Return To New York? Anytime, if LCD Soundsystem are hosting.
It’s a punky funky world round Shoreditch. Just beyond the furthest Southern reaches of London’s self-proclaimed enclave of cool stands the Great Eastern Hotel, a once-tatty edifice by Liverpool Street station now refurbished by Terence Conran into something cool and plush. Call it Hoxton deluxe. Not the most obvious gig venue in the world, tonight the Great Eastern Hotel playing host to ‘Return To New York’, a party celebrating Gotham’s current rock’n’roll renaissance.
And right now, that means punk funk. The past couple of weeks have seen both Radio 4 and The Rapture bring their much improved live shows to these shores, indoctrinating the uninitiated into the joys of melding deep disco to trebly guitars, like wot they did in NYC in the early ’80s. So ‘Return To New York’ boasts a mixture of the new New York (a DJ set by Princess Superstar; LCD Soundsystem’s debut live performance) and the old New York (DJ sets by Arthur Baker and Jellybean, creators of legendary mid-Eighties remixes for New Order and Madonna respectively).
First, however, we must mention the crowd. Dressed up isn’t in it – this lot look like survivors from an explosion at Harvey Nicholls. There are Prada boots and cable knit jumpers – worn together, obviously. There is hair shaved on one side and long at the other. There are sunglasses worn at night and people whose style icon is clearly DJ Hell. The ‘bourgeoise lady’ dress gets another airing, this time worn over jeans, and one man boasts a leather arm piece (left the falcon outside did you, mate?). Even Princess Superstar is rocking a brand new, Gwen Stefani-style, vertiginous platinum blonde hairdo.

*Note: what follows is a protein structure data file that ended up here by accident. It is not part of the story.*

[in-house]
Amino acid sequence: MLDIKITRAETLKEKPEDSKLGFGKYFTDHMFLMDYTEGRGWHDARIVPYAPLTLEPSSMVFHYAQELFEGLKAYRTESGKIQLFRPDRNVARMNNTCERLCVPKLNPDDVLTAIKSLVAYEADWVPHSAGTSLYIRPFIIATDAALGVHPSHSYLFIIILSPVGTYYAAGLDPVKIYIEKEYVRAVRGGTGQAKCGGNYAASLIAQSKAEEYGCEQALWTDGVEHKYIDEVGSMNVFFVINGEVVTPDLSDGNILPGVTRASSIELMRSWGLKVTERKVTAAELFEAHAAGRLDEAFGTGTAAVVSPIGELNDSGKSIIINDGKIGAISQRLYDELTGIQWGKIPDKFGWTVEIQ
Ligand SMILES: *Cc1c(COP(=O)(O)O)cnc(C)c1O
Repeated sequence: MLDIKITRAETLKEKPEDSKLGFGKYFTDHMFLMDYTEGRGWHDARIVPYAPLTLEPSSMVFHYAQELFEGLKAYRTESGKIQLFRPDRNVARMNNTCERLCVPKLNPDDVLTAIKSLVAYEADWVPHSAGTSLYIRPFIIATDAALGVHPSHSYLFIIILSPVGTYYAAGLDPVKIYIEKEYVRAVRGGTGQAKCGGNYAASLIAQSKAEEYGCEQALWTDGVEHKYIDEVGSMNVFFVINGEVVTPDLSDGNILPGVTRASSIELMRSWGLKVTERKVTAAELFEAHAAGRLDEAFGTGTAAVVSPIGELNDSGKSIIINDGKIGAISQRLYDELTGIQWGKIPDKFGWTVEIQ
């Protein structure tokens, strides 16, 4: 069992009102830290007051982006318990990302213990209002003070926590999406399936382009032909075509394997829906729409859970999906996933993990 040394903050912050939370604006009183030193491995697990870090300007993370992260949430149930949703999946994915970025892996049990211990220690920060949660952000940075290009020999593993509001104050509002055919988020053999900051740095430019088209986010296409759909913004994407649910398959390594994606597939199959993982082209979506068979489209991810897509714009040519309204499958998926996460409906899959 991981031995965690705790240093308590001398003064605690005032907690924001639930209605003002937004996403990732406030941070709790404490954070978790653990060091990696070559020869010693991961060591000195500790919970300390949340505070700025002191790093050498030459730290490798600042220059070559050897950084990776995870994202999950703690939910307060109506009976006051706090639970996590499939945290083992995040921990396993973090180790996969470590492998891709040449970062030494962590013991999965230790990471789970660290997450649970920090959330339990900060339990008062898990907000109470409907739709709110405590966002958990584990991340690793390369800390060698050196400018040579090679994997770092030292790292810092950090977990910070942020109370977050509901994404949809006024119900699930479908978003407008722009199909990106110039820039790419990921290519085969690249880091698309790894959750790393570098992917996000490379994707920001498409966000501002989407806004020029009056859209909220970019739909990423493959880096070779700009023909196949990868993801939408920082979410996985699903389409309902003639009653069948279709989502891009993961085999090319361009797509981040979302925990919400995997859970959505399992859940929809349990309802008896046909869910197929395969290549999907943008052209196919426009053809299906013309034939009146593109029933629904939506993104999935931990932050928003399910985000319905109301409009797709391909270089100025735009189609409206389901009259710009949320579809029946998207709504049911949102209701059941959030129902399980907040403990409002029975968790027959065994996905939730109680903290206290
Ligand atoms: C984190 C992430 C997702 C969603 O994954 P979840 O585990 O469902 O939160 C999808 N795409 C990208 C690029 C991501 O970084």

In other words, it’s a special occasion. And in a dark anteroom to the cavernous – and drastically overlit – main dancefloor, a nervous James Murphy takes the stage. As those who have been paying attention will know, Murphy is the punk funk Pharell Williams. As half of production team DFA (Rapture, Black Dice, Radio 4), he’s created and defined the new sound of the underground. As LCD Soundsystem, he’s given the movement its anthem in the shape of this year’s wonderful single ‘Losing My Edge’. And here he is, dressed down in a washed-out Oxford University T-shirt and jeans, intoning “you and you and you” into the microphone by way of a soundcheck, before ripping, with his hip-looking four-piece band, into ‘Thrills’.
It’s like a collision between Motown and the Happy Mondays, with extra-wired, teeth-grinding nervous energy. Over a bone-rattling funk jam, Murphy demands “I need my Prozac, I need my pills!” like a Manhattan Mark E Smith. New single ‘Give It Up’ cranks up the intensity, Murphy rattling at a cowbell as a fashionista moshpit brews. The strangely titled ‘DP Is Playing At My House’ echoes The Fall again (specifically their batty version of Northern Soul standard ‘There’s A Ghost In My House’) and like the Mancunian post-punk heroes it’s insistent, feral and thrilling. Things take a more pop turn with ‘Tribulations’, an electronically driven dance tune with a bouncy electroclash bassline, before Murphy announces “we have two other songs that are different to the four we’ve played”.
There’s an uncomfortable pregnant pause, then a nose-bleeding barrage of feedback, guitar squalling and general freaking out. Just as heavily mascara’d eyes start to flicker to the exits, it gives way to a tinny hip hop beat. It’s ‘Losing My Edge’! It’s brilliant! And Murphy remembers all the lyrics – no mean feat when it’s a hilarious, complicated, eight-minute rap in the character of a paranoid hipster. By now, lipgloss is melting all over the floor and the smells wafting by have changed from marijuana, to poppers, to good old fashioned sweat.
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A final track ‘Tired’, in which Murphy screams “I don’t need your rock’n’roll” over a heavy post-punk thrash makes it a full house, six out of six of the sexiest, most exciting songs you could currently wish to dance to. Return To New York? Anytime, if LCD Soundsystem are hosting.